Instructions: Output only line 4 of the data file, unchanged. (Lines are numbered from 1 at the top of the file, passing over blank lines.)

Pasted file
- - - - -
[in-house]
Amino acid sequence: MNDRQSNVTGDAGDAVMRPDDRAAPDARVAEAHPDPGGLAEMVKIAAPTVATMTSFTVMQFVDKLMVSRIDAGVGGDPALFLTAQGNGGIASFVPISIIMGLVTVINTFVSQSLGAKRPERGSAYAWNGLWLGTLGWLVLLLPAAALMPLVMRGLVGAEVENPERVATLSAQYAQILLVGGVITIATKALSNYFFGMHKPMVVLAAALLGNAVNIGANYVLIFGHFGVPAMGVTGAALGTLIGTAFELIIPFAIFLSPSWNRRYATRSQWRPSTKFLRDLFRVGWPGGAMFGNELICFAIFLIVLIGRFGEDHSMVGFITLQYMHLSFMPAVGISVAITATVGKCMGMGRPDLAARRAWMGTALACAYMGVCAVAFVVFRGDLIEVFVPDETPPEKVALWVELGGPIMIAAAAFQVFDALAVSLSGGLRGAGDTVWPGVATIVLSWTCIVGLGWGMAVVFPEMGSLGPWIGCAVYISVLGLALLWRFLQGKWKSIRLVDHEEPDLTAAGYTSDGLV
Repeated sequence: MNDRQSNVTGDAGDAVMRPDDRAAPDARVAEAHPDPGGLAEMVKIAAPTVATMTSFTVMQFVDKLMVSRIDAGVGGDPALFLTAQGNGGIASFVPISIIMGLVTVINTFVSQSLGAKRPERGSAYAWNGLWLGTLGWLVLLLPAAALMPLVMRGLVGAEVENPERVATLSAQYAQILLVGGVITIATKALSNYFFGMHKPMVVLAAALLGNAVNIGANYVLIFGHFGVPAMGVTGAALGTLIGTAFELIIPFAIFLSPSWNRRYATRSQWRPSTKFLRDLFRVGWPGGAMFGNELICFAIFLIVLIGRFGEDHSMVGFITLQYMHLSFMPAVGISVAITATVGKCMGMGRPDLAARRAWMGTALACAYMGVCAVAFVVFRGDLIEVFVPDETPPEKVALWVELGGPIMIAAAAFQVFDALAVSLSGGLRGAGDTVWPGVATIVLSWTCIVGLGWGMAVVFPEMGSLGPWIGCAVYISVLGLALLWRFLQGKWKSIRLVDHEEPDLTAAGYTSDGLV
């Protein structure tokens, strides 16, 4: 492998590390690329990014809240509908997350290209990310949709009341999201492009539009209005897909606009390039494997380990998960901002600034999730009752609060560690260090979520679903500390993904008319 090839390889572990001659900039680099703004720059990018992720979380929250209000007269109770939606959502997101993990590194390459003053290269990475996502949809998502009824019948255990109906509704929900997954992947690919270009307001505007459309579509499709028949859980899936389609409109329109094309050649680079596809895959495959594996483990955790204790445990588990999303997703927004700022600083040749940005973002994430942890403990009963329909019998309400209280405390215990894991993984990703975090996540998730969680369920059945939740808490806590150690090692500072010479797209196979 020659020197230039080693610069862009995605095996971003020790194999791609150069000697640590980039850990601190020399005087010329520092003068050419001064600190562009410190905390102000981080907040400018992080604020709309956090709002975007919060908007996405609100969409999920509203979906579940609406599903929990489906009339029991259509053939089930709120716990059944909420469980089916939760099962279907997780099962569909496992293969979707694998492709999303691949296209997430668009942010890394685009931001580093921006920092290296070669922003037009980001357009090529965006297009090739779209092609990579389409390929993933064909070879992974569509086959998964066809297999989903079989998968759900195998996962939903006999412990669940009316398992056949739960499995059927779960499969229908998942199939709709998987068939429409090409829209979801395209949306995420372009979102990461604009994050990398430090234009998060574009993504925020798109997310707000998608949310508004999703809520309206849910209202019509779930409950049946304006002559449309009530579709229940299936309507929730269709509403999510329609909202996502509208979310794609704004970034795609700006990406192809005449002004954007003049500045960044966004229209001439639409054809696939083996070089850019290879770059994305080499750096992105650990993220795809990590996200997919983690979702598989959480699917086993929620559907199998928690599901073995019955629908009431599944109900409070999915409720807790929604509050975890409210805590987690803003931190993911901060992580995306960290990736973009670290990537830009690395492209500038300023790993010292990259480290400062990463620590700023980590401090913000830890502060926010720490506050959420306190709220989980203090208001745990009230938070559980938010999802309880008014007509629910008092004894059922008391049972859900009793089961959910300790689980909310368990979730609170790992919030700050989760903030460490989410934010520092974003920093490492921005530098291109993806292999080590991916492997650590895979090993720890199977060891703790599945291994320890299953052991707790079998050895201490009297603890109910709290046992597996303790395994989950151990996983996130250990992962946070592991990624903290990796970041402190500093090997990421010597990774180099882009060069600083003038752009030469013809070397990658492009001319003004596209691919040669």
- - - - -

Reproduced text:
């Protein structure tokens, strides 16, 4: 492998590390690329990014809240509908997350290209990310949709009341999201492009539009209005897909606009390039494997380990998960901002600034999730009752609060560690260090979520679903500390993904008319 090839390889572990001659900039680099703004720059990018992720979380929250209000007269109770939606959502997101993990590194390459003053290269990475996502949809998502009824019948255990109906509704929900997954992947690919270009307001505007459309579509499709028949859980899936389609409109329109094309050649680079596809895959495959594996483990955790204790445990588990999303997703927004700022600083040749940005973002994430942890403990009963329909019998309400209280405390215990894991993984990703975090996540998730969680369920059945939740808490806590150690090692500072010479797209196979 020659020197230039080693610069862009995605095996971003020790194999791609150069000697640590980039850990601190020399005087010329520092003068050419001064600190562009410190905390102000981080907040400018992080604020709309956090709002975007919060908007996405609100969409999920509203979906579940609406599903929990489906009339029991259509053939089930709120716990059944909420469980089916939760099962279907997780099962569909496992293969979707694998492709999303691949296209997430668009942010890394685009931001580093921006920092290296070669922003037009980001357009090529965006297009090739779209092609990579389409390929993933064909070879992974569509086959998964066809297999989903079989998968759900195998996962939903006999412990669940009316398992056949739960499995059927779960499969229908998942199939709709998987068939429409090409829209979801395209949306995420372009979102990461604009994050990398430090234009998060574009993504925020798109997310707000998608949310508004999703809520309206849910209202019509779930409950049946304006002559449309009530579709229940299936309507929730269709509403999510329609909202996502509208979310794609704004970034795609700006990406192809005449002004954007003049500045960044966004229209001439639409054809696939083996070089850019290879770059994305080499750096992105650990993220795809990590996200997919983690979702598989959480699917086993929620559907199998928690599901073995019955629908009431599944109900409070999915409720807790929604509050975890409210805590987690803003931190993911901060992580995306960290990736973009670290990537830009690395492209500038300023790993010292990259480290400062990463620590700023980590401090913000830890502060926010720490506050959420306190709220989980203090208001745990009230938070559980938010999802309880008014007509629910008092004894059922008391049972859900009793089961959910300790689980909310368990979730609170790992919030700050989760903030460490989410934010520092974003920093490492921005530098291109993806292999080590991916492997650590895979090993720890199977060891703790599945291994320890299953052991707790079998050895201490009297603890109910709290046992597996303790395994989950151990996983996130250990992962946070592991990624903290990796970041402190500093090997990421010597990774180099882009060069600083003038752009030469013809070397990658492009001319003004596209691919040669």